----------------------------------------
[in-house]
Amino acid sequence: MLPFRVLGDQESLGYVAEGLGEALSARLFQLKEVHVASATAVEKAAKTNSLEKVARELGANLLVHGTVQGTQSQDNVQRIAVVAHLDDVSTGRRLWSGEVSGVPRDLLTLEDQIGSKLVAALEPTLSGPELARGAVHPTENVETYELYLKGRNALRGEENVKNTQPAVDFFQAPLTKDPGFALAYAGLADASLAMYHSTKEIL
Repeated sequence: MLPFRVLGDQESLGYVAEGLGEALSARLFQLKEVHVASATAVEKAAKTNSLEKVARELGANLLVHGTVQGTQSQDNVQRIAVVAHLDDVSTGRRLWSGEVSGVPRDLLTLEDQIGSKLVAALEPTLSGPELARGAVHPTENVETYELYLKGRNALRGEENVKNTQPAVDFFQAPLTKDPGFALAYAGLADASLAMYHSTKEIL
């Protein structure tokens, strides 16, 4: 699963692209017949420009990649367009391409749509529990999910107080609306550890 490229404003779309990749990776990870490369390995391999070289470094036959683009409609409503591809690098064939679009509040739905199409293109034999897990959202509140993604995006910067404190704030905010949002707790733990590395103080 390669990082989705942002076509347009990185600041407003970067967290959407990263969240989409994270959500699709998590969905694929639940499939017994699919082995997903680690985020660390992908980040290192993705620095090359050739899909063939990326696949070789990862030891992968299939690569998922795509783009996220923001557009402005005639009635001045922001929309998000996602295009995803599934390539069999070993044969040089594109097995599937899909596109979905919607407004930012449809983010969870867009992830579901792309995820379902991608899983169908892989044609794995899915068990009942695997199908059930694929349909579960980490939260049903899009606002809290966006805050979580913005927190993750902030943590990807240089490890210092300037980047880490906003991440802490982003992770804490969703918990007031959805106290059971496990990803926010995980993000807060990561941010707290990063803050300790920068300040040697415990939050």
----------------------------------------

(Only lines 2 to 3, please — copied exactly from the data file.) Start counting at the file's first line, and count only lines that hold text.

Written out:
Amino acid sequence: MLPFRVLGDQESLGYVAEGLGEALSARLFQLKEVHVASATAVEKAAKTNSLEKVARELGANLLVHGTVQGTQSQDNVQRIAVVAHLDDVSTGRRLWSGEVSGVPRDLLTLEDQIGSKLVAALEPTLSGPELARGAVHPTENVETYELYLKGRNALRGEENVKNTQPAVDFFQAPLTKDPGFALAYAGLADASLAMYHSTKEIL
Repeated sequence: MLPFRVLGDQESLGYVAEGLGEALSARLFQLKEVHVASATAVEKAAKTNSLEKVARELGANLLVHGTVQGTQSQDNVQRIAVVAHLDDVSTGRRLWSGEVSGVPRDLLTLEDQIGSKLVAALEPTLSGPELARGAVHPTENVETYELYLKGRNALRGEENVKNTQPAVDFFQAPLTKDPGFALAYAGLADASLAMYHSTKEIL